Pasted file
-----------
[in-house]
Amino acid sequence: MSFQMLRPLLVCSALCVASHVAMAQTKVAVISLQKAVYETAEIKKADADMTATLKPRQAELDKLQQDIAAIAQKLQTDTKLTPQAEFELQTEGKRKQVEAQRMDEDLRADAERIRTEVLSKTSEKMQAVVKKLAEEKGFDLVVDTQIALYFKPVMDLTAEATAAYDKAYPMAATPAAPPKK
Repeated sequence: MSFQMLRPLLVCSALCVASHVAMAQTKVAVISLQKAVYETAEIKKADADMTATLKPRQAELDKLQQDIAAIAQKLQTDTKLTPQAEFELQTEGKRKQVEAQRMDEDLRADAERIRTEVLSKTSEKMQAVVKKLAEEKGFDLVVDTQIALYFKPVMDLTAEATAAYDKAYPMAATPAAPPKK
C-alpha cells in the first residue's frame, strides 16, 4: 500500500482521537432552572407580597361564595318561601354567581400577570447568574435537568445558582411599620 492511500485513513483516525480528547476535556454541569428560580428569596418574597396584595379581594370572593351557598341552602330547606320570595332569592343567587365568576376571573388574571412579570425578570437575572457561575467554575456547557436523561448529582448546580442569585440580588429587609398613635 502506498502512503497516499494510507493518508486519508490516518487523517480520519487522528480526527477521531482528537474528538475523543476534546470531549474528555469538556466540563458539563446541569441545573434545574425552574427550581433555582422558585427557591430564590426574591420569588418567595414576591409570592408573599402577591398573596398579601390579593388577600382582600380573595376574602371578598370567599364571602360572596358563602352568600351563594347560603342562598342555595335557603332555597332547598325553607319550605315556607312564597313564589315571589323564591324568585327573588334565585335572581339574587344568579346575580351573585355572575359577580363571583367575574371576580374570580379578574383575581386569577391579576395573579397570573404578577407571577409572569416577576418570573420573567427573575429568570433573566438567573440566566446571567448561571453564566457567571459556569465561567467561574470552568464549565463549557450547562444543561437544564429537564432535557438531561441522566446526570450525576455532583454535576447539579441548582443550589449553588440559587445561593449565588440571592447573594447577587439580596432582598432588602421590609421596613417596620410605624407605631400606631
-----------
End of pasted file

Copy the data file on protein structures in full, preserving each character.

[in-house]
Amino acid sequence: MSFQMLRPLLVCSALCVASHVAMAQTKVAVISLQKAVYETAEIKKADADMTATLKPRQAELDKLQQDIAAIAQKLQTDTKLTPQAEFELQTEGKRKQVEAQRMDEDLRADAERIRTEVLSKTSEKMQAVVKKLAEEKGFDLVVDTQIALYFKPVMDLTAEATAAYDKAYPMAATPAAPPKK
Repeated sequence: MSFQMLRPLLVCSALCVASHVAMAQTKVAVISLQKAVYETAEIKKADADMTATLKPRQAELDKLQQDIAAIAQKLQTDTKLTPQAEFELQTEGKRKQVEAQRMDEDLRADAERIRTEVLSKTSEKMQAVVKKLAEEKGFDLVVDTQIALYFKPVMDLTAEATAAYDKAYPMAATPAAPPKK
C-alpha cells in the first residue's frame, strides 16, 4: 500500500482521537432552572407580597361564595318561601354567581400577570447568574435537568445558582411599620 492511500485513513483516525480528547476535556454541569428560580428569596418574597396584595379581594370572593351557598341552602330547606320570595332569592343567587365568576376571573388574571412579570425578570437575572457561575467554575456547557436523561448529582448546580442569585440580588429587609398613635 502506498502512503497516499494510507493518508486519508490516518487523517480520519487522528480526527477521531482528537474528538475523543476534546470531549474528555469538556466540563458539563446541569441545573434545574425552574427550581433555582422558585427557591430564590426574591420569588418567595414576591409570592408573599402577591398573596398579601390579593388577600382582600380573595376574602371578598370567599364571602360572596358563602352568600351563594347560603342562598342555595335557603332555597332547598325553607319550605315556607312564597313564589315571589323564591324568585327573588334565585335572581339574587344568579346575580351573585355572575359577580363571583367575574371576580374570580379578574383575581386569577391579576395573579397570573404578577407571577409572569416577576418570573420573567427573575429568570433573566438567573440566566446571567448561571453564566457567571459556569465561567467561574470552568464549565463549557450547562444543561437544564429537564432535557438531561441522566446526570450525576455532583454535576447539579441548582443550589449553588440559587445561593449565588440571592447573594447577587439580596432582598432588602421590609421596613417596620410605624407605631400606631